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Health Insurance Basics

Lauren Hargrave · October 31, 2018 · 3 min read


While you’re researching health insurance, you’re going to come across a new lexicon that seems entirely foreign to you.  You might even find yourself searching for the definition of every other word.  Fear not, here’s a list of the most important words and phrases associated with health insurance and what they mean.


Your premium is the amount of money you pay to your health insurance company each month just to keep your insurance plan active.  Unfortunately, it doesn’t count toward your deductible or out-of-pocket maximum.


This is the amount you must pay for your medical care before your insurance starts to cover it.  Some services like wellness visits are 100% covered before you reach your deductible, so it’s important to read the plans you’re considering to see if that’s the case.


This is the fee you’ll have to pay for a doctor or hospital visit regardless of whether or not you’ve reached your deductible.  The money is a set amount and can vary depending on the service or type of doctor you’re visiting.  Not every plan will require co-pays and some plans, like High Deductible Health Plans (HDHPs) even forbid them. In most cases, your co-pays don’t count towards your deductible but do count towards your out-of-pocket maximum.


This is the percentage of your medical care you will be responsible for even after you’ve reached your deductible.  The percentages can vary depending on the type of service or doctor you’re visiting and most times do not count towards your deductible but do count towards your out-of-pocket maximum.

Out-of-Pocket Maximum

This is the most you will have to pay for your health care, outside of premiums.  Your co-pays, coinsurance and deductible all count toward your out-of-pocket maximum.  What doesn’t count, is any medical service you receive that isn’t covered by your insurance.

Provider Network

These are the doctors, hospitals and other healthcare providers who have agreed to work with your health insurance company.  Different plans have different rules about provider networks: some plans will only pay for care received within their approved network, while others will cover part of the care received outside their network.

Preferred Provider Organizations (PPOs) and Point of Service plans (POSs) usually cover some of the cost for services received outside of the preferred provider network.  You might have higher deductibles and copays or coinsurance associated with this care, but at least a portion of it will be covered by your health plan.

Health Maintenance Organizations (HMOs) and Exclusive Provider Organizations (EPOs) usually only cover care received within their preferred provider networks.  They can also require you get a referral from your primary care provider to receive treatment or see a specialist.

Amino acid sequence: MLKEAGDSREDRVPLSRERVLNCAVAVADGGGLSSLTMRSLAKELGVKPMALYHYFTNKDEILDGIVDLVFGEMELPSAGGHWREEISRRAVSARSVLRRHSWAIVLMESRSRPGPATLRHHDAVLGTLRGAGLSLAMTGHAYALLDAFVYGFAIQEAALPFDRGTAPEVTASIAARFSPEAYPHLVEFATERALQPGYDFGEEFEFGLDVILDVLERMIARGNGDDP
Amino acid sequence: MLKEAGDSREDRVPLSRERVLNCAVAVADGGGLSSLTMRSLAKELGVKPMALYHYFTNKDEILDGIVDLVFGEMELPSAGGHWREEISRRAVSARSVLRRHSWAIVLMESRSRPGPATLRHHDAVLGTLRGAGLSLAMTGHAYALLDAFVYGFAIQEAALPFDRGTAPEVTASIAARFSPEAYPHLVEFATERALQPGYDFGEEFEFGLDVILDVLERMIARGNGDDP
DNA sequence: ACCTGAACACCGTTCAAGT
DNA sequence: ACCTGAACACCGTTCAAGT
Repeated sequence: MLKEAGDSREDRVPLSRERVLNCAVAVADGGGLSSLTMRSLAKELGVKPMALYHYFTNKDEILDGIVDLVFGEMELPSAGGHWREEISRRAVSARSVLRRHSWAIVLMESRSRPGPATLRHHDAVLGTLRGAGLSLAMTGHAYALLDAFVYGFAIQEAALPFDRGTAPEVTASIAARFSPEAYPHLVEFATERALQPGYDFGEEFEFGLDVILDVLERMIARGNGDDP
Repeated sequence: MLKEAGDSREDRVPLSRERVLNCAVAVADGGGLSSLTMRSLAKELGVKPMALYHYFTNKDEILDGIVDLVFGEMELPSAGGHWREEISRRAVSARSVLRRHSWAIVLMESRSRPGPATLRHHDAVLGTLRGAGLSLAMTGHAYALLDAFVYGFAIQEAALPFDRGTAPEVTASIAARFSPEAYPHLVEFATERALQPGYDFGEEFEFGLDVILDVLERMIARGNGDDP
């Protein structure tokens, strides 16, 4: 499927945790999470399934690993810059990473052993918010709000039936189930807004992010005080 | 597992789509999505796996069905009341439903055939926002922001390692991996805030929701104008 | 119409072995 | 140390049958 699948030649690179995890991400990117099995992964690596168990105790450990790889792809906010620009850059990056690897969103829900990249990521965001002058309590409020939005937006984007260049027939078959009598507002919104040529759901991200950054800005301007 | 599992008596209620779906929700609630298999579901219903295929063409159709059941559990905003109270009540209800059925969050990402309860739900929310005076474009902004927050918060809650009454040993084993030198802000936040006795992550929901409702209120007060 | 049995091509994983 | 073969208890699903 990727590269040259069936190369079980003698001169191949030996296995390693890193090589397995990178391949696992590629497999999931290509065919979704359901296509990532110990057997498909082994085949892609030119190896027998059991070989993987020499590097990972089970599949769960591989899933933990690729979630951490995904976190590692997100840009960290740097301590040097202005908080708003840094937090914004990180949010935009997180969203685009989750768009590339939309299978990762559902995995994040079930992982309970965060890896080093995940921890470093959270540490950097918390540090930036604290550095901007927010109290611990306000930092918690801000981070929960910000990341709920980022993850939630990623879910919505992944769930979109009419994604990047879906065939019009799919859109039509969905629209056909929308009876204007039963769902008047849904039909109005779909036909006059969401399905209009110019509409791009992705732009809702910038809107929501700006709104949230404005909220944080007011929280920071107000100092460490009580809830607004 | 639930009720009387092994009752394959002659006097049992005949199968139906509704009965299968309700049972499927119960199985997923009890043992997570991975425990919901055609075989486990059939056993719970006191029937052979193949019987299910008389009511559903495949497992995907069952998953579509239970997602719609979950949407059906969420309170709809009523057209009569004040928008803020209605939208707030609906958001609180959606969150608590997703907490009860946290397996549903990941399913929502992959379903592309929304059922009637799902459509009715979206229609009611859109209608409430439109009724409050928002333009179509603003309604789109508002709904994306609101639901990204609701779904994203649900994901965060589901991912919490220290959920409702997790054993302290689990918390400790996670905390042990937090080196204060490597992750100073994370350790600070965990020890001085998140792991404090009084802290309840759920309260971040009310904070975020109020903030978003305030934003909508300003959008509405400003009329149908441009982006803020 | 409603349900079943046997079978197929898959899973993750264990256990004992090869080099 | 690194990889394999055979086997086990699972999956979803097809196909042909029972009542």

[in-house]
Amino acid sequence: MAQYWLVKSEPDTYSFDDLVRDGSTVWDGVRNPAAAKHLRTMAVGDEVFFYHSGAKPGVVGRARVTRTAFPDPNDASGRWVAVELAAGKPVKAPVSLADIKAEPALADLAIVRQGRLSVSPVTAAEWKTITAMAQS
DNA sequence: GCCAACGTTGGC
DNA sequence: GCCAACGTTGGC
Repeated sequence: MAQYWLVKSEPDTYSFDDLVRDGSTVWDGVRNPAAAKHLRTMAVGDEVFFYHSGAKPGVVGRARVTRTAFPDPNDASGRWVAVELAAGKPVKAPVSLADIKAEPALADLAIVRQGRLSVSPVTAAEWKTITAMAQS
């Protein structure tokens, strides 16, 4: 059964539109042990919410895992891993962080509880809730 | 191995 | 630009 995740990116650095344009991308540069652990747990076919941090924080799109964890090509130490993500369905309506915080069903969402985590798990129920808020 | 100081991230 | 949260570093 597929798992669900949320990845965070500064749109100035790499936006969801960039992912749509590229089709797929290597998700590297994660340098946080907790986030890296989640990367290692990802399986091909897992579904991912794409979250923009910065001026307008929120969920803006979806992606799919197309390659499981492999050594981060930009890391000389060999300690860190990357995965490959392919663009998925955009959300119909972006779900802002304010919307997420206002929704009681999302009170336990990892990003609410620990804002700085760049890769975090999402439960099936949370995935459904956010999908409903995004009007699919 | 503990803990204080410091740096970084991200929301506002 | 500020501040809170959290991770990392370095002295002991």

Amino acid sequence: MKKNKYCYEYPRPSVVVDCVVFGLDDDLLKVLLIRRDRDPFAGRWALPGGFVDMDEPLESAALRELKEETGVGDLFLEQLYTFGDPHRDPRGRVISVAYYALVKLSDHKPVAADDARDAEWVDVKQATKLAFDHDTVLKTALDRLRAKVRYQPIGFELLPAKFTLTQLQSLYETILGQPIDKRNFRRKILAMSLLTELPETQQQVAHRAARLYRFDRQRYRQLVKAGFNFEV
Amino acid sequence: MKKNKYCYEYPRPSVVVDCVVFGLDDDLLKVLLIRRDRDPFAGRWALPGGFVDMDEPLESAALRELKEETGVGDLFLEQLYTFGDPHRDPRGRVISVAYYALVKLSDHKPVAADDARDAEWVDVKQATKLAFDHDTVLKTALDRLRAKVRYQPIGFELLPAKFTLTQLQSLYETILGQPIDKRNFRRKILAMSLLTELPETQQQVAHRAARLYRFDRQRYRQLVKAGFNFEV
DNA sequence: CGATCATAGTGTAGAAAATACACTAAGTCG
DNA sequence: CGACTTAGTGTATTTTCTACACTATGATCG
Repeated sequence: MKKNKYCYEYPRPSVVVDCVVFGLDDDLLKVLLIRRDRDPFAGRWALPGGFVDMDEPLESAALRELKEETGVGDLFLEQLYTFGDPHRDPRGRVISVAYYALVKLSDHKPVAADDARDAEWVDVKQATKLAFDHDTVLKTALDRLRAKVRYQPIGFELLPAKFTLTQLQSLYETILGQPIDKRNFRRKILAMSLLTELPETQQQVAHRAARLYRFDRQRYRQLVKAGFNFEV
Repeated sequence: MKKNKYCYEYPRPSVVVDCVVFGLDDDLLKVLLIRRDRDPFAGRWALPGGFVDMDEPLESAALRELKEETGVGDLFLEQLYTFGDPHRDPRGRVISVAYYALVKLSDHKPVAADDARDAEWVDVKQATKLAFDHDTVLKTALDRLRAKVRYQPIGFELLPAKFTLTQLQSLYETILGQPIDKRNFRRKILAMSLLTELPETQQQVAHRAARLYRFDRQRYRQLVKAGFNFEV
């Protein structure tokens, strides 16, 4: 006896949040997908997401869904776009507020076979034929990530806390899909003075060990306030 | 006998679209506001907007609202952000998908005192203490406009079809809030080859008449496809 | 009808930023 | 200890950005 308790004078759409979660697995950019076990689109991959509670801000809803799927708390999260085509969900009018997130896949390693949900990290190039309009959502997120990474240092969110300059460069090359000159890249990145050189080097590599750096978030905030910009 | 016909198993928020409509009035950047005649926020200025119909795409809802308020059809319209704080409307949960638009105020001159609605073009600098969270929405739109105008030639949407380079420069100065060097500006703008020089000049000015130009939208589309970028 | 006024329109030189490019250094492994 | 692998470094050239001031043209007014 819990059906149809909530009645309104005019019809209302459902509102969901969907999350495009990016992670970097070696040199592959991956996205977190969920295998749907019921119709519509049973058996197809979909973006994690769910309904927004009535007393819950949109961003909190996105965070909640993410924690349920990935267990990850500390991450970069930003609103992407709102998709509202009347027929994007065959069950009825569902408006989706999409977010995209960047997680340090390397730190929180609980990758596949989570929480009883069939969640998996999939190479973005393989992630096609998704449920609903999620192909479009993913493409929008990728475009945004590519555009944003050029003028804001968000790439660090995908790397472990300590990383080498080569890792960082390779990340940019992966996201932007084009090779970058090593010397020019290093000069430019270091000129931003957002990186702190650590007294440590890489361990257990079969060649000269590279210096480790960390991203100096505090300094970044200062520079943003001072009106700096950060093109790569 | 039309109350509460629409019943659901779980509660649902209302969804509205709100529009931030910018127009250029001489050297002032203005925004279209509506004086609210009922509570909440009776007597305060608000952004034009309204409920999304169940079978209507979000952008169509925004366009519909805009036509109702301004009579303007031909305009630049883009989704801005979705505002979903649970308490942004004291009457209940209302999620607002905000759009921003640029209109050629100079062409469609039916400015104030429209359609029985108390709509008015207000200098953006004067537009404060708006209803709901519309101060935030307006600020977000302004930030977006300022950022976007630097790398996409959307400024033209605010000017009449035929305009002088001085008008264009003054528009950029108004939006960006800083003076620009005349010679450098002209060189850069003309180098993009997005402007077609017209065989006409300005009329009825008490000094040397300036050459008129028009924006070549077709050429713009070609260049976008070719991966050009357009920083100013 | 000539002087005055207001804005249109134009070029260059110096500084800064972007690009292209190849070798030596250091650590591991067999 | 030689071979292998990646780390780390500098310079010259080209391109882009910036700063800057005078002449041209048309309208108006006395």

Some health plans require you receive approval from your health insurance company for certain medical services, treatments, medication and equipment.  Unfortunately, receiving preauthorization doesn’t guarantee the treatment, service, medication or equipment will be covered, but if you don’t get the preauthorization when it’s required, you could end up paying much more than you would have otherwise.

These are just the basic key words and phrases you might come across in your search for health insurance.  If you see a confusing phrase or term that’s not on this list, reach out to the health insurance company directly.  They’ll be able to not only give you a definition but also explain what it means in terms of the plan you’re looking at.

Lauren Hargrave

Lauren Hargrave

Lauren Hargrave is a writer from San Francisco who focuses on technology, finance and wellness. She follows comedians like most people follow bands and believes an outdoor sweat session can cure almost any bad mood. She’s also been writing her first novel for so long, her mom doesn’t ask about it anymore.

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Disclaimer: the content presented in this article are for informational purposes only, and is not, and must not be considered tax, investment, legal, accounting or financial planning advice, nor a recommendation as to a specific course of action. Investors should consult all available information, including fund prospectuses, and consult with appropriate tax, investment, accounting, legal, and accounting professionals, as appropriate, before making any investment or utilizing any financial planning strategy.



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